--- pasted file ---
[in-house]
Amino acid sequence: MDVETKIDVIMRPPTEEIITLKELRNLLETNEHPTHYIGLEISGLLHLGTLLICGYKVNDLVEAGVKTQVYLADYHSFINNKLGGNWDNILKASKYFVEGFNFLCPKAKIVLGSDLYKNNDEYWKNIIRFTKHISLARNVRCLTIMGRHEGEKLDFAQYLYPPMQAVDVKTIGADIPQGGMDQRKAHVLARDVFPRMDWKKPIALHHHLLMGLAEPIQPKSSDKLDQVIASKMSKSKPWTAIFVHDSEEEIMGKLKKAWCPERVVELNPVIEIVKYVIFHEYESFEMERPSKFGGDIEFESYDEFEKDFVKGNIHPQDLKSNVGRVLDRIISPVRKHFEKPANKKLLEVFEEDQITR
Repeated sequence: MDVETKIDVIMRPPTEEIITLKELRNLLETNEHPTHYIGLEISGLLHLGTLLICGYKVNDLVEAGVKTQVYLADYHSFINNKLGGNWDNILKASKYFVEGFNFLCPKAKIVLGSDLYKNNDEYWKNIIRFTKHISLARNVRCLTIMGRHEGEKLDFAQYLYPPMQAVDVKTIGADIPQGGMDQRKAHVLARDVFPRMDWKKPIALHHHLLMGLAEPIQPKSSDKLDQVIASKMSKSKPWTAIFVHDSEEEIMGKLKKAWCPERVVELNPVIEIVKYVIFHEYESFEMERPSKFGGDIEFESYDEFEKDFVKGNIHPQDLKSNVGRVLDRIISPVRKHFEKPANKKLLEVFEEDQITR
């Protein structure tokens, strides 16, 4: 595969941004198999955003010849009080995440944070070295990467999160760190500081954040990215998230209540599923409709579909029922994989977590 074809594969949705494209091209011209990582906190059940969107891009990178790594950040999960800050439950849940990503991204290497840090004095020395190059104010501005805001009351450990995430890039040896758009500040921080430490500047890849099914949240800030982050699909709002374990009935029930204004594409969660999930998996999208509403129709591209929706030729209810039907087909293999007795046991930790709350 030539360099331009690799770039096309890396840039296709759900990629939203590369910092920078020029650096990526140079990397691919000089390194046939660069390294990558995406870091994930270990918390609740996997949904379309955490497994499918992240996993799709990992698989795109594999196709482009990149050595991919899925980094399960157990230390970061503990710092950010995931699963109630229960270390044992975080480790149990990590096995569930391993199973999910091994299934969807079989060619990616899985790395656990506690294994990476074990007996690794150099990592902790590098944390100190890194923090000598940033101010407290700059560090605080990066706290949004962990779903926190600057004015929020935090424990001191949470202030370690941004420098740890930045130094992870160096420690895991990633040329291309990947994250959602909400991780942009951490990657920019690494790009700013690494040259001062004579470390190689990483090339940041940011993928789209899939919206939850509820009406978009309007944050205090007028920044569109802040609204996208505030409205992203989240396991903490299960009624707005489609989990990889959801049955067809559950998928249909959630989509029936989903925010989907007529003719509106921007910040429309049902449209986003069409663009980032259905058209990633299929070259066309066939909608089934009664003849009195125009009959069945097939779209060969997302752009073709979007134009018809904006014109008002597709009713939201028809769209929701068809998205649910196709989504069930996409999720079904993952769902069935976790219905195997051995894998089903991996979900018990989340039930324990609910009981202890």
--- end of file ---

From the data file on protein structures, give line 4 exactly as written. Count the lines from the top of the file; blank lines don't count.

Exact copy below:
């Protein structure tokens, strides 16, 4: 595969941004198999955003010849009080995440944070070295990467999160760190500081954040990215998230209540599923409709579909029922994989977590 074809594969949705494209091209011209990582906190059940969107891009990178790594950040999960800050439950849940990503991204290497840090004095020395190059104010501005805001009351450990995430890039040896758009500040921080430490500047890849099914949240800030982050699909709002374990009935029930204004594409969660999930998996999208509403129709591209929706030729209810039907087909293999007795046991930790709350 030539360099331009690799770039096309890396840039296709759900990629939203590369910092920078020029650096990526140079990397691919000089390194046939660069390294990558995406870091994930270990918390609740996997949904379309955490497994499918992240996993799709990992698989795109594999196709482009990149050595991919899925980094399960157990230390970061503990710092950010995931699963109630229960270390044992975080480790149990990590096995569930391993199973999910091994299934969807079989060619990616899985790395656990506690294994990476074990007996690794150099990592902790590098944390100190890194923090000598940033101010407290700059560090605080990066706290949004962990779903926190600057004015929020935090424990001191949470202030370690941004420098740890930045130094992870160096420690895991990633040329291309990947994250959602909400991780942009951490990657920019690494790009700013690494040259001062004579470390190689990483090339940041940011993928789209899939919206939850509820009406978009309007944050205090007028920044569109802040609204996208505030409205992203989240396991903490299960009624707005489609989990990889959801049955067809559950998928249909959630989509029936989903925010989907007529003719509106921007910040429309049902449209986003069409663009980032259905058209990633299929070259066309066939909608089934009664003849009195125009009959069945097939779209060969997302752009073709979007134009018809904006014109008002597709009713939201028809769209929701068809998205649910196709989504069930996409999720079904993952769902069935976790219905195997051995894998089903991996979900018990989340039930324990609910009981202890």